Writing has been a constant struggle for us since starting homeschooling, and instead of continuing to avoid it, this year I decided to make writing a priority. I’ve tried many things to encourage writing, and while some are successful, others are met with hostility and frustration.
Note: This post contains affiliate links and images meaning if you click any product link and make a purchase, Beyond Mommying may receive a small commission which is used for the upkeep of the website; however, it will not affect your purchasing experience in any way. Read more about our use of affiliate links.
But unfortunately, Honeybun (4th grade) is still a reluctant writer. She isn’t so enthused about anything having to do with writing, so in addition to using WriteShop Primary C with her, I’m also encouraging her to practice and explore writing in other ways. I find by making writing not a chore or task but rather a fun thing, she is much more willing to do it, especially when it’s centered around something she’s interested in.
Ideas to encourage children to write:
Keep a journal
I started giving my girls sketch pads and small notebooks years ago after they started stealing my computer paper to draw pictures on. What started as a way to keep their art contained (and their hands out of my printer) has morphed into a place where they write stories and scribble down their thoughts. It’s not something I look at unless they ask me to, but I’m happy enough knowing they’re choosing to use their free time to write.
Get a pen pal
Honeybun has been writing back and forth with a friend since he moved across the country almost two years ago. She writes him letters about what’s going on in life and will send him pictures and sometimes little trinkets. Both girls have also been recently writing with their Grandma. Letters are a great way to learn to express one’s feelings and thoughts coherently, and there is a natural reward for their effort when they get a response back!
Create their own books
I invested in quite a few blank books for my girls to use for various things. We take them when we travel new places so they can record their travels. They also use them to make books about things they’re interested in which they add to our family bookshelf to share with their brothers and each other. Each book they make is both authored and illustrated entirely by themselves, and they take great pride in their worked. By allowing them to tap into their own interests and share their personal knowledge with others, it makes writing rewarding, and they’re always excited to read their latest masterpiece.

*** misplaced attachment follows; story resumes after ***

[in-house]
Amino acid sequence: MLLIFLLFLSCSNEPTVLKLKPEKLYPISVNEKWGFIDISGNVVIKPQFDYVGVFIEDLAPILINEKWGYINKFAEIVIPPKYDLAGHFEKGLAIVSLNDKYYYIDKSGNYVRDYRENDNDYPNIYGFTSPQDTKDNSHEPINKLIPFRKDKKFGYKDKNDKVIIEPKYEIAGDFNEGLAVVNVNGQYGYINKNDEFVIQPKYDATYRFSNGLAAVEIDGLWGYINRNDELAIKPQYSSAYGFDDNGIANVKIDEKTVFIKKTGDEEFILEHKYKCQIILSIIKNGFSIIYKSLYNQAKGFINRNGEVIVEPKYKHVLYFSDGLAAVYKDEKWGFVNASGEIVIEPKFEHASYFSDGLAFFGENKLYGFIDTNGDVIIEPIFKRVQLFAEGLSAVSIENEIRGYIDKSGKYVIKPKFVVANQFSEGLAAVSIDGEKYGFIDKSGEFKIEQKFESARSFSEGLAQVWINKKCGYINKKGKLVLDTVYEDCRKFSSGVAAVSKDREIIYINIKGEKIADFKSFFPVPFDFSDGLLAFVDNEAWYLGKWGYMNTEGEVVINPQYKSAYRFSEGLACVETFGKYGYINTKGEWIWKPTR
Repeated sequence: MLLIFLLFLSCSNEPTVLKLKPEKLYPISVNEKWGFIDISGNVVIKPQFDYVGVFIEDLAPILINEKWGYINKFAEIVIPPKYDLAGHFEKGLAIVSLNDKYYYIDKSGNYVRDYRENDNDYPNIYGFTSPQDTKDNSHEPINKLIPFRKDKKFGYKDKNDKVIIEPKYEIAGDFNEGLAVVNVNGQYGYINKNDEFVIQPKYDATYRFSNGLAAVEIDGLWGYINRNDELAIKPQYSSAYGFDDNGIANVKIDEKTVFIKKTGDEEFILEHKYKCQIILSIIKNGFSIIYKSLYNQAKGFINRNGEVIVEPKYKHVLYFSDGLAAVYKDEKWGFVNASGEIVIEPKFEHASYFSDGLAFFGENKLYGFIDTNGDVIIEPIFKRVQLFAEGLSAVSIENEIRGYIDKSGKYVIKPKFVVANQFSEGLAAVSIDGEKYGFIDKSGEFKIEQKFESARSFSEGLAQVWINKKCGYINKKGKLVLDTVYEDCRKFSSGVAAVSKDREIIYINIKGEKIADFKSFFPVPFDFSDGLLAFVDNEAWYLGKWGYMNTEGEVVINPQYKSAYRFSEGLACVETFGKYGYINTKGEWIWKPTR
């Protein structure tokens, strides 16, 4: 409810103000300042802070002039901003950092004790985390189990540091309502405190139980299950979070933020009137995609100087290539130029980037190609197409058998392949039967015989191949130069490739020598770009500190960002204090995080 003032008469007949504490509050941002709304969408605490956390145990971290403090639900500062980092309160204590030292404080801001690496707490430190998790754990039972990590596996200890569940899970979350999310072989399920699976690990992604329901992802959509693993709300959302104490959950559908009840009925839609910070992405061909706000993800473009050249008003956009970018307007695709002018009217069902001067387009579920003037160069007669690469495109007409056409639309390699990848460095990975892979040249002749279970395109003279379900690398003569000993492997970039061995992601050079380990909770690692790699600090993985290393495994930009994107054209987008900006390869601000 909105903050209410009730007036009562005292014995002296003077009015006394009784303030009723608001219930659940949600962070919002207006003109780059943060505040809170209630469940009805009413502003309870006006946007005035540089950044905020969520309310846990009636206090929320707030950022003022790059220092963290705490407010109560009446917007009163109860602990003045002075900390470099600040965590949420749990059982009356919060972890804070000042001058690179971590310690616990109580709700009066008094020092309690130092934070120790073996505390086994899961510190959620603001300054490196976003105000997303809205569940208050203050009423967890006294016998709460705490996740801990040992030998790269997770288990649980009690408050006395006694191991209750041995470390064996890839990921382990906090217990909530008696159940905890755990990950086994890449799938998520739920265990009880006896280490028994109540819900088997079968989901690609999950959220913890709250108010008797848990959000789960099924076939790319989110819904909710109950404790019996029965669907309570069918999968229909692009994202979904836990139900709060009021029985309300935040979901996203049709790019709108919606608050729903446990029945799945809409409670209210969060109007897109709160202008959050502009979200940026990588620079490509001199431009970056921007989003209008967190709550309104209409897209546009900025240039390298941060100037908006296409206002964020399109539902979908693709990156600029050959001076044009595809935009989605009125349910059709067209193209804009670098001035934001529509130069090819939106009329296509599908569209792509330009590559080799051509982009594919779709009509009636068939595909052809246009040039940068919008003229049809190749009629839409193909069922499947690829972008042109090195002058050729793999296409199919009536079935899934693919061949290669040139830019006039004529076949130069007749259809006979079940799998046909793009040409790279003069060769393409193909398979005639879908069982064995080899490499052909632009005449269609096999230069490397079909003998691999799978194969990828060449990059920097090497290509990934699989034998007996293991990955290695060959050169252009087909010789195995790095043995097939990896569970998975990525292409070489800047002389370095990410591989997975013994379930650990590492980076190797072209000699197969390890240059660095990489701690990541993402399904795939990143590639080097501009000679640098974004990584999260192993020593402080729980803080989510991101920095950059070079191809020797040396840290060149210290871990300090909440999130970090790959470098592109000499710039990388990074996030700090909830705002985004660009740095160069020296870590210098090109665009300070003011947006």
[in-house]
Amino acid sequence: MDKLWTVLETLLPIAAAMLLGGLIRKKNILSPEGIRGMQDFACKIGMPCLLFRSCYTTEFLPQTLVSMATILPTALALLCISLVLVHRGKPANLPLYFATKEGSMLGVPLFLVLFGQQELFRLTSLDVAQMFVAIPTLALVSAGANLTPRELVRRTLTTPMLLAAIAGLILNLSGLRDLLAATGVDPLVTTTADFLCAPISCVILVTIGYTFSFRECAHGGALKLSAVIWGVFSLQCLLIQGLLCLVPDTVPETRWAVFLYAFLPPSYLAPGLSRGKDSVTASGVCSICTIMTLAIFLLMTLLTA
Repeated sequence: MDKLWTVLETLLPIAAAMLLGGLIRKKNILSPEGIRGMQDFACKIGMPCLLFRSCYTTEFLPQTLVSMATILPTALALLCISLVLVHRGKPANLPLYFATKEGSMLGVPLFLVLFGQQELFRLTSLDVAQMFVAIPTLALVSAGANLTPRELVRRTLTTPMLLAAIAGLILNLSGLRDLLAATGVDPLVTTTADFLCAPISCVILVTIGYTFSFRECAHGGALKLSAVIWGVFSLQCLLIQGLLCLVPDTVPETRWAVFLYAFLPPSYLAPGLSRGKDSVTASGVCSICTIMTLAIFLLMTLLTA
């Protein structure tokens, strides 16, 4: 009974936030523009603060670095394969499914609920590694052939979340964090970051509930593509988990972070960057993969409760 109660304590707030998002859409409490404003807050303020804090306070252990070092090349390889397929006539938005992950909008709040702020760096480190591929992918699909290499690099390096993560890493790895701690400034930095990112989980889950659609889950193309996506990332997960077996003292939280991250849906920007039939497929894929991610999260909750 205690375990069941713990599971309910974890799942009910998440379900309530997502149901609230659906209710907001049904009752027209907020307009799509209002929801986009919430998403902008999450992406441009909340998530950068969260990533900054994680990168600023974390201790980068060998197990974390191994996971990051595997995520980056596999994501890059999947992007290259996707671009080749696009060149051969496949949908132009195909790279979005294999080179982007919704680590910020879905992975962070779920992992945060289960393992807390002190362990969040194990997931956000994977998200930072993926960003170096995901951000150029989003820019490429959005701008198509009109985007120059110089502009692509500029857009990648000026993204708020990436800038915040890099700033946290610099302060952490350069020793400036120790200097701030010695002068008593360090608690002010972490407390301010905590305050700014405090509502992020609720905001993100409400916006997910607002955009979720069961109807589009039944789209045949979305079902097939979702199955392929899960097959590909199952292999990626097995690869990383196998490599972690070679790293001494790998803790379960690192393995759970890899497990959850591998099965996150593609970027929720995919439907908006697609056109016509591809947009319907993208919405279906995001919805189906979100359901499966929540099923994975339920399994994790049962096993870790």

This weekend the girls decided to create a “Saturday Cafe.” They served hubby, the boys, and me breakfast and even wrote up menus for us (I, of course, also made them give us a proper bill and do the math to give us change!) Creating and pretending to run stores, restaurants, libraries, post offices, and other businesses they are familiar with is a natural way to encourage children to write because writing is essential to all business, and kids often don’t even realize they’re practicing writing while setting up and managing their make-believe establishment.
Do a Research Project
We go to the library often (see my tips for surviving the library with little ones), and while I let all my kids pick whatever books they want, I do require my girls to get at least two non-fiction books (out of their 7-8 books total). I realized, though, that they weren’t always reading the non-fiction books they’ve chosen, and they often just walk over to the shelf and pull anything off. Therefore I started having them do research projects with their books as another way to encourage children to write.
We use a KWL pamphlet I created for them, which has separate sections for:
- what they know before they read the book
- what they hope to learn
- what they do learn
- the resources they used
- what they want to learn next
The pamphlet (which you can download for free below), encourages them not only to choose books that they’re interested in and will actually read but also to write about what they read. It also encourages them to continue expanding their knowledge on topics they like.
What other ways do you encourage children to write more often?
For a great homeschool or supplemental writing curriculum for elementary aged kids, check out how we are using the WriteShop Primary program and how to set up a great writing center and check out or purchase the program at WriteShop.com.
Download the FREE Printable KWL Research Pamplet:
Please provide your name and email address for your free download.